Tell me about your career up to this point.
I always wanted to act, since I was 7 or 8, so I went to drama school in Glasgow and worked in the Scottish theatre scene for a couple of years, before moving to London and working on films, commercials, and TV shows like Coronation Street, Eastenders, and Casualty.
I became interested in the effect drama can have in building confidence when I got involved in an afterschool club at my childrens’ school. It wasn’t about creating actors for me; drama made a difference to group dynamics, helping children to work as a team, and it especially helped those who found it difficult to express themselves.
I still act, and recently directed an award winning short film, but I’m very interested in confidence building, team building and public speaking, and how helpful drama can be in these areas.
Marnie as Anna Politkovskaya at the Edinburgh Festival in "Anna" Are there any misconceptions about public speaking that you’d like to dispel?
Everyone is scared! People who fear public speaking tend to think that it comes so easily to others, but everyone needs to put in a lot of hard work. Even Benedict Cumberbatch needs to work at it.
Do you have any tips or tricks for building confidence with public speaking?
It’s mostly clarity and preparation. Making a speech is all about communicating to an audience. When you’re really clear about why you’re there and what you have to say, and you know you have prepared to the best of your ability, you will find that confidence will follow.
Marnie playing tough businesswoman Joe Lefoe in Coronation Street A number of polls indicate that public speaking can be a fear greater than death to some – what do you attribute that fear to? And how do you help others overcome that fear?
It’s fear of failure, a fear of looking stupid, especially if you’re addressing colleagues. A fear of going blank, losing your place. I understand all these fears as I have to deal them at times on camera, or in the theatre.
In my sessions I help clients find exercises suited to their specific needs, relaxing bodies, hands, voice, mind. Its crucial to take 5 to 10 minutes to get prepared, with the right exercises suited to you, everyone is different! As an actor I need to warm up my body and voice before any performance, and it’s the same in public speaking.
What’s the biggest frustration your clients face with public speaking?
A lot of the time clients have been asked by a superior at work to speak, but they may not want to push themselves. The majority are excellent at their job, but they may never have had to express themselves in front of a room full of people. Preparing for a speech can help people realise just how good they are. It’s important that they realise why they have been asked, and put that into play when working out what to say.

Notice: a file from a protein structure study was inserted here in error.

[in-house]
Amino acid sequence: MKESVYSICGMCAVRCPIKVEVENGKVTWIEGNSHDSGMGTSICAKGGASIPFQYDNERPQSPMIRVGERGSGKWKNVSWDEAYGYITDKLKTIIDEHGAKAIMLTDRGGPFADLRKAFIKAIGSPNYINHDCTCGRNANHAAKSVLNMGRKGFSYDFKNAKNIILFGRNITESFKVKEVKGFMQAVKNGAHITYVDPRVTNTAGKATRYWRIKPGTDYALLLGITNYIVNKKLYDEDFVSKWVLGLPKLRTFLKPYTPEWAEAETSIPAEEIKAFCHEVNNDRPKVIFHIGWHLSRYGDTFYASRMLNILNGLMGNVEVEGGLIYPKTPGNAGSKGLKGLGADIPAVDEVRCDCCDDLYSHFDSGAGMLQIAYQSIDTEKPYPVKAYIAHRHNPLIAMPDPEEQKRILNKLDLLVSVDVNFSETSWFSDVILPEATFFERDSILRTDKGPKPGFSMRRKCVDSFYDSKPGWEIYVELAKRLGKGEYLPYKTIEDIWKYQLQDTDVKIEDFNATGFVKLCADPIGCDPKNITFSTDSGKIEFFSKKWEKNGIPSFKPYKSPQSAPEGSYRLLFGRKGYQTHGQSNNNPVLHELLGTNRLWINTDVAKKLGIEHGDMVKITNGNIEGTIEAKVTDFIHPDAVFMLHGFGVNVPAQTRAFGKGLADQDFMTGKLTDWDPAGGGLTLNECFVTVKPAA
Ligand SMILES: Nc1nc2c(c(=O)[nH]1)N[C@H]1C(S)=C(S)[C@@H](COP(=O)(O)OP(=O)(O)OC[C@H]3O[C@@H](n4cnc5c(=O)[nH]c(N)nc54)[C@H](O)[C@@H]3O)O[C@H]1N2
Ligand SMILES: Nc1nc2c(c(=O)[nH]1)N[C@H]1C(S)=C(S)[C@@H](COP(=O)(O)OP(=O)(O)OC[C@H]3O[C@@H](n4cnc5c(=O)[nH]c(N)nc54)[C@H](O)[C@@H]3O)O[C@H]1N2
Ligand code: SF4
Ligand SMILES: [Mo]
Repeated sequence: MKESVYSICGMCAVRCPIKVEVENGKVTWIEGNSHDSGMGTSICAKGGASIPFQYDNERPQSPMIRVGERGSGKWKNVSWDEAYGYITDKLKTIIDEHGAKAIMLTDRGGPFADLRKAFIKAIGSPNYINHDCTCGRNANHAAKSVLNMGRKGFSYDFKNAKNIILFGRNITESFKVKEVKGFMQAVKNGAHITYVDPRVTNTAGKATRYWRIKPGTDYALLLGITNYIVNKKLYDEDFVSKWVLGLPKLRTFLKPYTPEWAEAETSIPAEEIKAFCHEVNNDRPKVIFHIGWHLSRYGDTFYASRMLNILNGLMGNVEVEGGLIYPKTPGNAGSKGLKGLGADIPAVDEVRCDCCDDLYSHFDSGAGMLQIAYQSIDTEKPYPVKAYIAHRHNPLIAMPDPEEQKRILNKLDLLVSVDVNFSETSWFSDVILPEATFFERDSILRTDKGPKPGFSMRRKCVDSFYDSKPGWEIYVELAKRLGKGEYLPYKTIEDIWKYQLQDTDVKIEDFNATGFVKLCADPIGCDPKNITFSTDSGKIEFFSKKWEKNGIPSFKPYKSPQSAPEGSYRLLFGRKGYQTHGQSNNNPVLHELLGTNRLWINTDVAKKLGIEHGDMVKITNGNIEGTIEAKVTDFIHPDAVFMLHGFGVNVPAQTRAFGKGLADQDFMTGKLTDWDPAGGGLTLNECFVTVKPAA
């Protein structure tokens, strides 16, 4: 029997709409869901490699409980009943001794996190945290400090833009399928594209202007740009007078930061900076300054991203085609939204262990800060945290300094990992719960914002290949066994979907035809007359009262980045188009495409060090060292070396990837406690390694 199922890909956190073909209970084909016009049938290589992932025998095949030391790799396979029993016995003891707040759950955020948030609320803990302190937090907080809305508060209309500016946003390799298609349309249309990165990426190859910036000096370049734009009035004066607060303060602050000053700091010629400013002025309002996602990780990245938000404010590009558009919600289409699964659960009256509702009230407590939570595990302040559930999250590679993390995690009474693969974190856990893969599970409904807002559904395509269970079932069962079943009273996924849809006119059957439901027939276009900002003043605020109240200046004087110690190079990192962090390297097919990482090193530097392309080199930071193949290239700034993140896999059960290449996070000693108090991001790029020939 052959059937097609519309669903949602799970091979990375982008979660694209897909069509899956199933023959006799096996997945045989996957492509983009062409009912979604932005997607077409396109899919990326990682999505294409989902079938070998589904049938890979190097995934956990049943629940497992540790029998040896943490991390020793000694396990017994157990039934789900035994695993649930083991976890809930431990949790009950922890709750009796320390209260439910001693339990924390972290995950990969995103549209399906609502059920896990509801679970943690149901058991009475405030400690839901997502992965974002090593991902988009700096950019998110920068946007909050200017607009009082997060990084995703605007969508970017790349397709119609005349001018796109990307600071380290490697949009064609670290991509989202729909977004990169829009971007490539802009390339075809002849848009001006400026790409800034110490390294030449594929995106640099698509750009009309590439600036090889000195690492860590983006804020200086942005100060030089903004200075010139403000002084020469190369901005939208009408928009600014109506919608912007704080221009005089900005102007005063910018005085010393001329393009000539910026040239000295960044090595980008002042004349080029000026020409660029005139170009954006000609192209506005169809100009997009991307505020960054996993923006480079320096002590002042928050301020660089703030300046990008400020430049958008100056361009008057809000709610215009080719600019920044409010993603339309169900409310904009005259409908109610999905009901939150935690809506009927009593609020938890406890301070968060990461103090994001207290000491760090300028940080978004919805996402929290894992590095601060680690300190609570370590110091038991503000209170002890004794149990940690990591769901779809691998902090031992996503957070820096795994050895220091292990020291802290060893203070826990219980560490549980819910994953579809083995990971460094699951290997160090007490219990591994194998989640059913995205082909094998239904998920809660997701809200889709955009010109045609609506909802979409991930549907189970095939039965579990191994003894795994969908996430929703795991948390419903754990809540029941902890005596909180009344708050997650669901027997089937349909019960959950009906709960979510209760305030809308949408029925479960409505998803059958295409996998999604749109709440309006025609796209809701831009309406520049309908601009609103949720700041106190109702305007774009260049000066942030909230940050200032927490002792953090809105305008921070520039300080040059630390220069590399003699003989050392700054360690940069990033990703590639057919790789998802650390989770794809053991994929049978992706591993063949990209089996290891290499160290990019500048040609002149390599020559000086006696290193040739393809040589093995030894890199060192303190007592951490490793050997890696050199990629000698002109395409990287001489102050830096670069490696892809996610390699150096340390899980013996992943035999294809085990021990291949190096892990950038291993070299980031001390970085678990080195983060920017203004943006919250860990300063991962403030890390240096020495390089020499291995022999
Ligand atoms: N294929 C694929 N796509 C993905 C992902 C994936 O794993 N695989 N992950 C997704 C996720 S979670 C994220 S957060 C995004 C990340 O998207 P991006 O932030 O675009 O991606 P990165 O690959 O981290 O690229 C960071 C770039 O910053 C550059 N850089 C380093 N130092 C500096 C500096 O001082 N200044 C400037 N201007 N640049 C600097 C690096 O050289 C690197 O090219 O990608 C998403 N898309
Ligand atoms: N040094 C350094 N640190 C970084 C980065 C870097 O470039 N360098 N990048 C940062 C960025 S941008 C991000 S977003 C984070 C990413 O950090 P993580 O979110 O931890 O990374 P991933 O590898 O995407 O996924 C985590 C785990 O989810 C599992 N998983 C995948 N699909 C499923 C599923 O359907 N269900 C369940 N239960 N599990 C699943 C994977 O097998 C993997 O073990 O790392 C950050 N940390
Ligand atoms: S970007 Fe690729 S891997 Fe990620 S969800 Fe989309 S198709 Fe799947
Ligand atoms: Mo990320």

Marnie as Cerys on Casualty What’s success for you with your clients?
When a client delivers a succinct, intelligent speech with confidence, and when they make it their own.
One of my clients, terrified of public speaking, had been asked to give a speech in a field of work she had just been studying. We realised she was incredibly engaging when she told me about her work, chatting across the table, but when she stood up and did her ‘speech’ she fell apart. I helped her to transfer what she told me over a cup of tea into a speech that worked in front of a large audience, but still engaged in the same way.
Another client was terrified of freezing up, and forgetting everything when he first stood up in front of an audience. So we spent a part of every session practicing his introduction over and over, so that he really knew he could start off well. He did amazingly in the end, and has been asked back by the company to speak again several times.
comes terrified and leaves prepared is a success for me. Clients often come back to tell me that it [the speech] was so easy in the end, and that really can have an impact on their life and career – it’s terrifying but that terror is also easily conquered with the right guidance. Marnie on BBC's Shetland, where she played Jenny
Marnie Baxter is an actress, director, and confidence building, teamwork and public speaking coach who conducts sessions with professionals who struggle to speak naturally in public, and need to work on the delivery of speeches and presentations.
Email us to arrange a private or team consultation with Marnie
and contact her directly click here to view Marnie's profile